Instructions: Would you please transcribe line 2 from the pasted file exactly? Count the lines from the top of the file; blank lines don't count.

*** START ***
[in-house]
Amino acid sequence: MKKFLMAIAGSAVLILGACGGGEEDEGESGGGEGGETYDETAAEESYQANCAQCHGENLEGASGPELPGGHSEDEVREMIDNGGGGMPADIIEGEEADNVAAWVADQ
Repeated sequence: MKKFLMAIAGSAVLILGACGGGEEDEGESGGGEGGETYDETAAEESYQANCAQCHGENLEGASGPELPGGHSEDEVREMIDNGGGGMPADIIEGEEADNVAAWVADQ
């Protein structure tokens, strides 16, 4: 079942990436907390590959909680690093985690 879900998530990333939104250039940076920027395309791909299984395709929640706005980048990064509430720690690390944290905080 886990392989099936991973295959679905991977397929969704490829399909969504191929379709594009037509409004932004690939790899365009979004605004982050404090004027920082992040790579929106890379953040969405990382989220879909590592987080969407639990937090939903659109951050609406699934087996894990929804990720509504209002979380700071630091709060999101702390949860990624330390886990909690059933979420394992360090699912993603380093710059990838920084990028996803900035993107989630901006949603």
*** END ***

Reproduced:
Amino acid sequence: MKKFLMAIAGSAVLILGACGGGEEDEGESGGGEGGETYDETAAEESYQANCAQCHGENLEGASGPELPGGHSEDEVREMIDNGGGGMPADIIEGEEADNVAAWVADQ